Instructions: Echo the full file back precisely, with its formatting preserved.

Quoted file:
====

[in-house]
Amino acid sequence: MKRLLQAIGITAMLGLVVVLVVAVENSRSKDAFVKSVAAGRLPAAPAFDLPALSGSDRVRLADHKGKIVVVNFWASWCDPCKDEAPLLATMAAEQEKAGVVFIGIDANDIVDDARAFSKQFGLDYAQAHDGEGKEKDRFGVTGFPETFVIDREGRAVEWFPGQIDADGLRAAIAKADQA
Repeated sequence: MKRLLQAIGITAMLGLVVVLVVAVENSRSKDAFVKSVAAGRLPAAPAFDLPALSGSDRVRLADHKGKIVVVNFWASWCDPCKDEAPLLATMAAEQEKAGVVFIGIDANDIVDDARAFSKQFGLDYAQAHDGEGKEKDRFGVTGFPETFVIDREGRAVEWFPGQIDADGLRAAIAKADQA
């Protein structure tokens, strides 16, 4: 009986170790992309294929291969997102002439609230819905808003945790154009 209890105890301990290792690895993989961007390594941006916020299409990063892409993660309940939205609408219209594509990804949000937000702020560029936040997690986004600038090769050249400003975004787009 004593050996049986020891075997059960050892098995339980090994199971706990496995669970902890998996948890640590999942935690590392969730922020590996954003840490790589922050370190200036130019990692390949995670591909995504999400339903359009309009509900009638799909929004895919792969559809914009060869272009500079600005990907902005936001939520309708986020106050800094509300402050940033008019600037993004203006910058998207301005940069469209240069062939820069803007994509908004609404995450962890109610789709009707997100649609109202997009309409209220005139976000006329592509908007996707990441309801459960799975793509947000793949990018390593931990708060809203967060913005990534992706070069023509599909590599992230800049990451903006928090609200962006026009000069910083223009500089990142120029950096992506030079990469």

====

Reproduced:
[in-house]
Amino acid sequence: MKRLLQAIGITAMLGLVVVLVVAVENSRSKDAFVKSVAAGRLPAAPAFDLPALSGSDRVRLADHKGKIVVVNFWASWCDPCKDEAPLLATMAAEQEKAGVVFIGIDANDIVDDARAFSKQFGLDYAQAHDGEGKEKDRFGVTGFPETFVIDREGRAVEWFPGQIDADGLRAAIAKADQA
Repeated sequence: MKRLLQAIGITAMLGLVVVLVVAVENSRSKDAFVKSVAAGRLPAAPAFDLPALSGSDRVRLADHKGKIVVVNFWASWCDPCKDEAPLLATMAAEQEKAGVVFIGIDANDIVDDARAFSKQFGLDYAQAHDGEGKEKDRFGVTGFPETFVIDREGRAVEWFPGQIDADGLRAAIAKADQA
């Protein structure tokens, strides 16, 4: 009986170790992309294929291969997102002439609230819905808003945790154009 209890105890301990290792690895993989961007390594941006916020299409990063892409993660309940939205609408219209594509990804949000937000702020560029936040997690986004600038090769050249400003975004787009 004593050996049986020891075997059960050892098995339980090994199971706990496995669970902890998996948890640590999942935690590392969730922020590996954003840490790589922050370190200036130019990692390949995670591909995504999400339903359009309009509900009638799909929004895919792969559809914009060869272009500079600005990907902005936001939520309708986020106050800094509300402050940033008019600037993004203006910058998207301005940069469209240069062939820069803007994509908004609404995450962890109610789709009707997100649609109202997009309409209220005139976000006329592509908007996707990441309801459960799975793509947000793949990018390593931990708060809203967060913005990534992706070069023509599909590599992230800049990451903006928090609200962006026009000069910083223009500089990142120029950096992506030079990469």